Taking a look at two players Leeds United should sign and two they should sell in January.
The January transfer window is less than a month away and that means football clubs up and down the country will be planning their next moves knowing it could be the difference between success and failure this season.
When it comes to Leeds United, they could do with some reinforcements, while some of their fringe players could be moved on after having little chance to impress under manager Steve Evans.
Here we take a look at two players Leeds should sign and two they should wave goodbye to.
Danish midfielder Casper Sloth continues to work hard both in training and for Leeds’ under-21s, but he seems no closer to making his first-team breakthrough under Evans.
Sloth has previously turned out 14 times for the Whites but the 23-year-old has not played a single senior match this season and it is only fair to him that he is now allowed to leave.
Controversial it may be, but the simple fact is Leeds either sell Sam Byram in January or risk losing him for nothing at the end of the campaign.
The talented right-back seems no closer to putting pen to paper on a new deal and is currently spending the majority of his match-days on the bench, so is it time Leeds cashed in on one of their star players?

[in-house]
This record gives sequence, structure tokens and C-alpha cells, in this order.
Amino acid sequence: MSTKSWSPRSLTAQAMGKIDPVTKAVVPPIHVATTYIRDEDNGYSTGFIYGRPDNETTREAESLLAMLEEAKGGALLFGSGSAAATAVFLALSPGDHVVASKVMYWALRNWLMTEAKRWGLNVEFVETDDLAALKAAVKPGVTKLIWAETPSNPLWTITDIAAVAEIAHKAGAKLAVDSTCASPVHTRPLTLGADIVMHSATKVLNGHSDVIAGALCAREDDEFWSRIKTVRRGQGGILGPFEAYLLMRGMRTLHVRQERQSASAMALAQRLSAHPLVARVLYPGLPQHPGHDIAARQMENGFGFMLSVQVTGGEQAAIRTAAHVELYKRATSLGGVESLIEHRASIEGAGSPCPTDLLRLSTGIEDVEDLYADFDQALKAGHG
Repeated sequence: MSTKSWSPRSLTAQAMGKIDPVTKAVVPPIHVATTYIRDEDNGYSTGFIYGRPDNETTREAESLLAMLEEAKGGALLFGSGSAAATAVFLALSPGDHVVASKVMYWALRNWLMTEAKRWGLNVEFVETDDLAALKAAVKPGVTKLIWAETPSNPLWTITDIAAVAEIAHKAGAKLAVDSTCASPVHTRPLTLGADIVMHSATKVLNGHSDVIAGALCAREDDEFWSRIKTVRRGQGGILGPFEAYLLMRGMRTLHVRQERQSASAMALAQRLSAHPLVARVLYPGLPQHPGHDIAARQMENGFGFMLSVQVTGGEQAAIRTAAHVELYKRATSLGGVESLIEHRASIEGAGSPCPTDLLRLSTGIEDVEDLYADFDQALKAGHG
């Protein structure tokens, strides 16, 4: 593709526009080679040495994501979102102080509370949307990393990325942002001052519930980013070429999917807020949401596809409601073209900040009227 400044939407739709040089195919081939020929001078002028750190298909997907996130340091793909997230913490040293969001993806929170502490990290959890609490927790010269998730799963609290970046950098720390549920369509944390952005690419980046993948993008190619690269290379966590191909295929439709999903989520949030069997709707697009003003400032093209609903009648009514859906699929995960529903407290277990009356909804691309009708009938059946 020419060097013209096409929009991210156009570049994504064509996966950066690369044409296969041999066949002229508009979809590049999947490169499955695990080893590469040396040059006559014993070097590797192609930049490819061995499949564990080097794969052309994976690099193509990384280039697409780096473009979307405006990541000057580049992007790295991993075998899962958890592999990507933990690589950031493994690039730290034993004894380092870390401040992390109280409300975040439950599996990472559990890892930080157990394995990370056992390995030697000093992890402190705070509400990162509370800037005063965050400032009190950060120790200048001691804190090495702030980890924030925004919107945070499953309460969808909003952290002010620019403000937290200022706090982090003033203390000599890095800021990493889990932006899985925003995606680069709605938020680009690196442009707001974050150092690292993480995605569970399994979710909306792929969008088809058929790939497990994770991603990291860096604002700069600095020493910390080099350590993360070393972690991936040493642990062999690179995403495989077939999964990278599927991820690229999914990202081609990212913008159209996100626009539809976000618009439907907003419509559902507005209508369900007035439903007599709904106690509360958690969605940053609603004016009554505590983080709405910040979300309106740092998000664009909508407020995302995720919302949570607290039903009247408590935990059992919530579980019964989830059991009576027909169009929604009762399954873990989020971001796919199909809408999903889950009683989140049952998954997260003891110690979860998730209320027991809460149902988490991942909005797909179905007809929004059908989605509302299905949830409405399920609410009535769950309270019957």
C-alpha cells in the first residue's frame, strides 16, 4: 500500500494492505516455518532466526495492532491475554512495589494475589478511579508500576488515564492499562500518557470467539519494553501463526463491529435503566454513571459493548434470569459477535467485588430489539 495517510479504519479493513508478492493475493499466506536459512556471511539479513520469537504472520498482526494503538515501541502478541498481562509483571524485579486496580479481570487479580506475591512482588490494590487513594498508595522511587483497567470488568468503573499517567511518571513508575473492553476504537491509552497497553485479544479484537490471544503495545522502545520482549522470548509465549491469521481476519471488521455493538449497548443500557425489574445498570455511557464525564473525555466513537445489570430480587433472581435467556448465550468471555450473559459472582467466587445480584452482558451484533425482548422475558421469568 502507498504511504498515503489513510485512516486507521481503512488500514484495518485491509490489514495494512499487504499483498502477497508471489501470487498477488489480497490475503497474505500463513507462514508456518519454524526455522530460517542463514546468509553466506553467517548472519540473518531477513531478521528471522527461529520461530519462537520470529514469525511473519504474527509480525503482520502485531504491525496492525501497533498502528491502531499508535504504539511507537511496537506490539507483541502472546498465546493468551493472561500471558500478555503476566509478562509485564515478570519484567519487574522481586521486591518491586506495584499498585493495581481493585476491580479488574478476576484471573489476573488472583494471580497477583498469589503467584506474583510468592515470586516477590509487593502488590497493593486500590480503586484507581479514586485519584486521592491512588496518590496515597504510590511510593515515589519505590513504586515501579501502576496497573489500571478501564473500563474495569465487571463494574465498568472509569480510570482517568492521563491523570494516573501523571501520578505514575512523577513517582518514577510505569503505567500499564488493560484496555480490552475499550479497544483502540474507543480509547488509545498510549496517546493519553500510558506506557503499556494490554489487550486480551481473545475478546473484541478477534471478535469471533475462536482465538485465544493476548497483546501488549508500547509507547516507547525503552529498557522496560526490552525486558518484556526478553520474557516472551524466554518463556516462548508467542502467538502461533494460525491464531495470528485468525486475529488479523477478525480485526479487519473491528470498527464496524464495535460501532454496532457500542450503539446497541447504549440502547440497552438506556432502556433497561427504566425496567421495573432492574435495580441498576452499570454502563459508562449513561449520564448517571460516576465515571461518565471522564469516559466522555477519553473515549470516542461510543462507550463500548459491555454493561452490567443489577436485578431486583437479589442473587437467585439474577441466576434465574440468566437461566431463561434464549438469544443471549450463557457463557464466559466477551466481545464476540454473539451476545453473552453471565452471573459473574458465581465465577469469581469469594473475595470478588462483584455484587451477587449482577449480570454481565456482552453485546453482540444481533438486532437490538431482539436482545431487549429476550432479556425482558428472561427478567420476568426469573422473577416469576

Leeds may have Lee Erwin, Mirco Antenucci and Chris Wood on their books but they could do with additional fire-power and Norwich City’s Kyle Lafferty certainly offers that.
The Northern Ireland international was heavily linked with Leeds during the emergency loan window (as reported by Sky Sports) and while that passed without incident the Whites should move again, this time for a permanent deal.
With Charlie Horton no longer at the club and Ross Turnbull side-lined through injury, Leeds are light in the goalkeeping department, so what better time to make a move for an experienced stopper to challenge current number one Marco Silvestri?
West Bromwich Albion’s Anders Lindegaard would be a great addition if Leeds can convince the Baggies to do business, most likely on loan.